Catherine Shakdam: Islam is a religion of Justice. Islam is a religion of Truth. The Quran deals with matters related to violence and war because such is the nature of men to usurp others’ right. It is the duty of a legitimate leader to answer to such violence and restore the rule of law.
Islam is not binary, it is whole and complete.
Who do you regard as the true symbols of jihad in today’s world?
Catherine Shakdam: I’m afraid my answer may not be popular in many circles, but I believe the struggle set forth by Imam Khomeini is the true Jihad. His call for an Islamic Revolution was not limited to politics, but to Society as a whole. His ambitions were not for himself but to see restore Islam and the teachings of our Imams.
True Jihad is found wherever and whenever the oppressed offer resistance to their tyrants. True Jihad is found in speaking up for those who cannot, act for those who cannot, and stand for those who will not.
True Jihad is also found in our ability to offer justice to our enemies, and compassion to those who offered us none.
I don’t think that our modern history has seen more brilliant examples of true Jihad than in the leadership of Ayatollah Khomeini and Ayatollah Khamenei.
What’s your take on the resistance movement’s jihad against takfiri terrorists?
Catherine Shakdam: My take is quite simple: such resistance movements are necessary. Without such movements, without our resistance fighters, Daesh would have outrun Syria and Iraq already. Without such sacrifice we would all have fallen.
We owe the Resistance more than can ever be said.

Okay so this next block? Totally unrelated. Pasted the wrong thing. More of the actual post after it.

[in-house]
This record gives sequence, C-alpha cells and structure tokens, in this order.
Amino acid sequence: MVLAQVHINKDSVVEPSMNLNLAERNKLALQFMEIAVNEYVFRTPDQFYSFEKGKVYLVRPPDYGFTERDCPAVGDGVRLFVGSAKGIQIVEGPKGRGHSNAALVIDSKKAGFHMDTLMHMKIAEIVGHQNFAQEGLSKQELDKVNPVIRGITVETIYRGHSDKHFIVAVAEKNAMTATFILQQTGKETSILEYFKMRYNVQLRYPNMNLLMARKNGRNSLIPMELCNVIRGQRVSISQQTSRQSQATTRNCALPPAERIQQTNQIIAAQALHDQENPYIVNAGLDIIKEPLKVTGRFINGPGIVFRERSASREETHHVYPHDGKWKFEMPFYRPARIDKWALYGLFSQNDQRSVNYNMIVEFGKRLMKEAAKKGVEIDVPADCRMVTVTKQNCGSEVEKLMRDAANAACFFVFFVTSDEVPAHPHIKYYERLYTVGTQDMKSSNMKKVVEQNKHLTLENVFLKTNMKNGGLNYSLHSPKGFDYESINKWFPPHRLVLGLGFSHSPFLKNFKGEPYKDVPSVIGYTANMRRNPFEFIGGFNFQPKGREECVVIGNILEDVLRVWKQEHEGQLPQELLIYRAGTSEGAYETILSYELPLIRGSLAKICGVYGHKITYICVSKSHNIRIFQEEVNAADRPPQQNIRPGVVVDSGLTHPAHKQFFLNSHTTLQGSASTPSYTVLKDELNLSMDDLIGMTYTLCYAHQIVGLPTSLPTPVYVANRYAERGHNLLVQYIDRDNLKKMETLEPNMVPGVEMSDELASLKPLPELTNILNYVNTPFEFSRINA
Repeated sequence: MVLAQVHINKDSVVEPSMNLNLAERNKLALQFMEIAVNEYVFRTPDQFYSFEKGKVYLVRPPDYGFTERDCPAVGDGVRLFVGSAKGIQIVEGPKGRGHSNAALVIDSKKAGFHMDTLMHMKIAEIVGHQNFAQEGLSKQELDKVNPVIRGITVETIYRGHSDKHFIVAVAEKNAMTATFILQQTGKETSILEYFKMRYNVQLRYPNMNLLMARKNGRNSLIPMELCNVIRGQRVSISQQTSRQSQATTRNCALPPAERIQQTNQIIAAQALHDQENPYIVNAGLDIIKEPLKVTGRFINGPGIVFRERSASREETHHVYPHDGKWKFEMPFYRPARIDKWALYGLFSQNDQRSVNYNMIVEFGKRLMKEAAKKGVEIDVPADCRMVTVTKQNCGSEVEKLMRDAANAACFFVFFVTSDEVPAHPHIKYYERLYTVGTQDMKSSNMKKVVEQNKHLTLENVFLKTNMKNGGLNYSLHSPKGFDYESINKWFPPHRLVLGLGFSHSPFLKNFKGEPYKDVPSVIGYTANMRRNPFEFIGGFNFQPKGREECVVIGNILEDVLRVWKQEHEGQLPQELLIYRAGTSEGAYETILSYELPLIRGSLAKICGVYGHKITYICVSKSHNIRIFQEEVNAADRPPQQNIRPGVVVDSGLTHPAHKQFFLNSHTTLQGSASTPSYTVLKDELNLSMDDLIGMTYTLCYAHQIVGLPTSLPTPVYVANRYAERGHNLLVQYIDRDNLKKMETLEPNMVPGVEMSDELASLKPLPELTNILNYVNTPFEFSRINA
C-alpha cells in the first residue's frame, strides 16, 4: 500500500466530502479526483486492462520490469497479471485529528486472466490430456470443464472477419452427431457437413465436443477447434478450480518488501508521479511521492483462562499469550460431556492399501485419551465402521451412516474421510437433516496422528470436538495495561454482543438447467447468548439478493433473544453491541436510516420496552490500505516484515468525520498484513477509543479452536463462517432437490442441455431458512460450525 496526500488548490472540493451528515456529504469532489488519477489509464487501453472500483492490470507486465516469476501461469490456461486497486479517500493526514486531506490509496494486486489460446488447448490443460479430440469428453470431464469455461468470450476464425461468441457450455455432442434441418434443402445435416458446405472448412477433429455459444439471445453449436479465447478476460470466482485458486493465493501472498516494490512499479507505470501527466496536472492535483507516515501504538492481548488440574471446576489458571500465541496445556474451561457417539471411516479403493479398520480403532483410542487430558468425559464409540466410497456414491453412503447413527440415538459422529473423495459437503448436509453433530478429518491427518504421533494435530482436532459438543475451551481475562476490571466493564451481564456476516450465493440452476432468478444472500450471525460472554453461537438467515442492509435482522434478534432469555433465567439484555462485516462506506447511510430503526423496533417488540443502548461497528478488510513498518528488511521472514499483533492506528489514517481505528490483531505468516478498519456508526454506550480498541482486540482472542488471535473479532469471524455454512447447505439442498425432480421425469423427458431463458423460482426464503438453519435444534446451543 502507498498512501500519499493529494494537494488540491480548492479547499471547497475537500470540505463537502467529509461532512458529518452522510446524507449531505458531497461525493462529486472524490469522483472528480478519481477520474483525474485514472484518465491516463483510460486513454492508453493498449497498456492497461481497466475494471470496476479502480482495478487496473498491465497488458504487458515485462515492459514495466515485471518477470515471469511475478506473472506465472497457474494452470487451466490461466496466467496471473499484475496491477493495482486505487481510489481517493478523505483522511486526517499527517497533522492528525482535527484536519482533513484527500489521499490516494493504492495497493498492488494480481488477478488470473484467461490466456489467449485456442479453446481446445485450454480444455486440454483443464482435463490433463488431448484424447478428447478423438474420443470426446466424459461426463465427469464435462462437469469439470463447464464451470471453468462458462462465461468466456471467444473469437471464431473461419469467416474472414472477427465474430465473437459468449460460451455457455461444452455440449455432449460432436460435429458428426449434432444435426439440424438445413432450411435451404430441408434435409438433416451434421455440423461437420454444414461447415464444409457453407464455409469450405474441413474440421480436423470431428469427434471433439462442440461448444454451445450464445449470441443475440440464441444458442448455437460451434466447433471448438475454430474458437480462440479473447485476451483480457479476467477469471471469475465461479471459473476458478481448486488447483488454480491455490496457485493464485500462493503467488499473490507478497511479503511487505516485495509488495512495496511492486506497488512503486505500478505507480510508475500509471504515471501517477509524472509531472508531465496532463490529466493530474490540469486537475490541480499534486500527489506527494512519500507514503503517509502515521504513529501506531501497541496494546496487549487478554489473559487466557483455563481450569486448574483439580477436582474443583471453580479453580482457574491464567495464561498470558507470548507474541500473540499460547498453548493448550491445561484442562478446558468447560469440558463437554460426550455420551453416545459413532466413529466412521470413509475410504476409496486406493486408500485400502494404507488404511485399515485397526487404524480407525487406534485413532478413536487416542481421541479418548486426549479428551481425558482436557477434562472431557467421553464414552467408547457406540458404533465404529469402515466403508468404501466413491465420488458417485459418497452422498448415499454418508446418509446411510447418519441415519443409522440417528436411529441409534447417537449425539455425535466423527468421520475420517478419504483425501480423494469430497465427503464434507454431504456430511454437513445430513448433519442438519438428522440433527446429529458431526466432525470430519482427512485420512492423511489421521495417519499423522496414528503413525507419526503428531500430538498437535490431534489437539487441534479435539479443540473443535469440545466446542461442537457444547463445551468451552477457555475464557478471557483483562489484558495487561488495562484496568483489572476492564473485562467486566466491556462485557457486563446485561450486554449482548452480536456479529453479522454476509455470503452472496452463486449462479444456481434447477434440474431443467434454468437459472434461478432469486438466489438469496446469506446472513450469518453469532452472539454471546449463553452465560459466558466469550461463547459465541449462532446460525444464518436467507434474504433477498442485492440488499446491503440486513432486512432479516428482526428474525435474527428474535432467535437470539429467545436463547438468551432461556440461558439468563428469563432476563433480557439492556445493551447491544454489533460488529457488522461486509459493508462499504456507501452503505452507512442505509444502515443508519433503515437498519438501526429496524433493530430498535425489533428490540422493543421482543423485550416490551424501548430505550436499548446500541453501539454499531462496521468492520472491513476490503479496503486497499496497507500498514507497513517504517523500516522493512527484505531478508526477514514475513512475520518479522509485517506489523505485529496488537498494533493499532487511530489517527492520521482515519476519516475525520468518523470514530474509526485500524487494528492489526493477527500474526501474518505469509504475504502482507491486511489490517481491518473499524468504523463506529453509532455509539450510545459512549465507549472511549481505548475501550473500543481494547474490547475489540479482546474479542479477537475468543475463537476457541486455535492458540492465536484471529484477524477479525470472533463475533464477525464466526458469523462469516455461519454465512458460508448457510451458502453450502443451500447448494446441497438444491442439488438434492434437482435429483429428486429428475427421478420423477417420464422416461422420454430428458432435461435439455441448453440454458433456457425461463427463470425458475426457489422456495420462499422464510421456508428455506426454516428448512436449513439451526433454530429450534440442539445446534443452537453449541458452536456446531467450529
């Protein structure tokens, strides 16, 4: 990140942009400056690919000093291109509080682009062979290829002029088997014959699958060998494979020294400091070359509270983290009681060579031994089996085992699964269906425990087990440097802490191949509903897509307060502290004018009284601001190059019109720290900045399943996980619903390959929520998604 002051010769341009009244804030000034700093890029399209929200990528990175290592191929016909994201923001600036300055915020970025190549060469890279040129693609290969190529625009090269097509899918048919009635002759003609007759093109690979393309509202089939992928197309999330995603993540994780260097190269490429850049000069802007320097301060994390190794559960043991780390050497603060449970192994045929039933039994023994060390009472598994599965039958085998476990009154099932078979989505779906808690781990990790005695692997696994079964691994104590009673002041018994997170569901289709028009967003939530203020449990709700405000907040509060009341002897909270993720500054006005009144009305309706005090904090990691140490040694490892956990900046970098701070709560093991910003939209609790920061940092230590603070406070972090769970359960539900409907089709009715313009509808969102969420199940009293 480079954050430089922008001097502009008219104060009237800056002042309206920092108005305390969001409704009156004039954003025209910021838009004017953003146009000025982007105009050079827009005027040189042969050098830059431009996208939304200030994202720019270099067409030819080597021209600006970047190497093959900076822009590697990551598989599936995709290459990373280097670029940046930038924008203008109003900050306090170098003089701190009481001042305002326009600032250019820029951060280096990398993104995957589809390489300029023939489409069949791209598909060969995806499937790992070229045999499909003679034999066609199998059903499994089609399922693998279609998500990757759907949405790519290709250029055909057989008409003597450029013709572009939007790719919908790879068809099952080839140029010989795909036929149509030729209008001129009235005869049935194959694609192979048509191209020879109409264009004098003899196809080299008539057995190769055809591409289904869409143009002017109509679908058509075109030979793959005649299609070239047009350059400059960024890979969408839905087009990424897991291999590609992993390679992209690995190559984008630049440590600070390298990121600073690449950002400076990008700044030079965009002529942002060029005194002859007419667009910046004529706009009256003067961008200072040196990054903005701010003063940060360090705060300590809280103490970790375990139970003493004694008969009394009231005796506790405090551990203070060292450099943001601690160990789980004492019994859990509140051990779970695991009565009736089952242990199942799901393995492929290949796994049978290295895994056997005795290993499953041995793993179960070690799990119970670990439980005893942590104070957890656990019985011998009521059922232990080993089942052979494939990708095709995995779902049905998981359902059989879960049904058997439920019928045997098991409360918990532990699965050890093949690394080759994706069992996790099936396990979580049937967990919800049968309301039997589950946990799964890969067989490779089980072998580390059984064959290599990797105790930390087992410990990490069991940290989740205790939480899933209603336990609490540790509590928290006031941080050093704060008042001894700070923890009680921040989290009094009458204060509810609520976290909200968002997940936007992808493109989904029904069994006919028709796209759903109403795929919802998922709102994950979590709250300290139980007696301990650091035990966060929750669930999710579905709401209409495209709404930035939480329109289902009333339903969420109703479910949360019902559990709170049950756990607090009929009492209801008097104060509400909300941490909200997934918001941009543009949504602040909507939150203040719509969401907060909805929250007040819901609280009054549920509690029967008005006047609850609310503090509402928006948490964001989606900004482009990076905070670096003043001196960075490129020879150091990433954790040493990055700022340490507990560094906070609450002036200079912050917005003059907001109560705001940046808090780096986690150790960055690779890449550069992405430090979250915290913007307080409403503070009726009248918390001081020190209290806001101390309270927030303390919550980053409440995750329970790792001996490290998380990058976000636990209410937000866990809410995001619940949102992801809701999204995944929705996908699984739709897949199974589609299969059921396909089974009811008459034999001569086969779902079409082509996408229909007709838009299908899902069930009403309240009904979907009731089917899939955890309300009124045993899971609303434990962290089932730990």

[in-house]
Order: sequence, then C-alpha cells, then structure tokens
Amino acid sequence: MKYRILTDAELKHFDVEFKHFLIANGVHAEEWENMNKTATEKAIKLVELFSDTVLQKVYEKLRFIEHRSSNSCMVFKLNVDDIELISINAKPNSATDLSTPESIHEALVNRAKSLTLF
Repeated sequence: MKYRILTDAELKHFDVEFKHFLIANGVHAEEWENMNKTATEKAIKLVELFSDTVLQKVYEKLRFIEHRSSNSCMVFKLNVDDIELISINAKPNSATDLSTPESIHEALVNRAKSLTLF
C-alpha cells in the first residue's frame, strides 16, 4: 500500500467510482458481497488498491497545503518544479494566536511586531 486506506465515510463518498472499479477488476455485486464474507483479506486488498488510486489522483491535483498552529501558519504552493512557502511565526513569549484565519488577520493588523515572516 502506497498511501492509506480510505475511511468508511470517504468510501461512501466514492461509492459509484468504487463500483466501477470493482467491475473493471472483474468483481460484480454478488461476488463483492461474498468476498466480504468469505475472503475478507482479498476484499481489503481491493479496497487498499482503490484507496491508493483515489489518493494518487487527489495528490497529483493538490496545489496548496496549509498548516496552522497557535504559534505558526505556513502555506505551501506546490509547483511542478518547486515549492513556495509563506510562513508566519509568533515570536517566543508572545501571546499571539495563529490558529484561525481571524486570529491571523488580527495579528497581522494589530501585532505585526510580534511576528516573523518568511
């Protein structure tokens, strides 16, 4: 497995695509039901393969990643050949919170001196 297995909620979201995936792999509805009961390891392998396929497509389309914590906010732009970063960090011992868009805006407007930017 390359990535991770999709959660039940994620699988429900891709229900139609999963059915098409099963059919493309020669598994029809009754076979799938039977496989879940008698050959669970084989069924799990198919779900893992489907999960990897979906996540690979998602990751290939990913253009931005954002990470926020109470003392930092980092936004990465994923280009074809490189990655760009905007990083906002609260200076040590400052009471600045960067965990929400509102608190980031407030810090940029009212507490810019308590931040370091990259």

What role have Sunni and Shia Muslims played in the war against ISIS (Daesh)?
Catherine Shakdam: That’s a difficult question … and I’m afraid that here too many will be upset by my answer. Shia Muslims sacrificed beyond everything that could have been asked of them to defeat the monstrosity that is Daesh.
Sunni Muslims I fear saw Daesh … at least in the beginning, as a mean to subdue Shia communities into submission out of a deep-seated belief that they stand superior. It is a pity but such is the divide that was created in between Sunnis and Shias.
It is true however that Sunnis rallied to their Shia brothers to combat Daesh after they witnessed and suffered the atrocities of Daesh.
Sunni Islam has not done enough to denounce Islamic terrorism though. Let’s remember that Islamic terrorism claims itself to be Sunni. Let’s not forget that Islamic terrorism hails from a long tradition of Sunni leaders who, for their hunger of power, were willing to sell Islam to disgraceful scholars.
Catherine Shakdam is a political analyst, writer and commentator for the Middle East with a special focus on radical movements and Yemen. A regular pundit on RT and other networks, her work has appeared in major publications such as MintPress, RT, Press TV, the Foreign Policy Journal, Mehr News, the Guardian, Middle East Eye, the Middle East Monitor and many others. The Director of Programs at the Shafaqna Institute for Middle Eastern Studies, Catherine is also the co-founder of Veritas Consulting. In 2015 her research on Yemen was quoted and used by the UNSC in a resolution on Yemen Looted Funds. She is the author of Arabia’s Rising – Under The Banner Of The First Imam.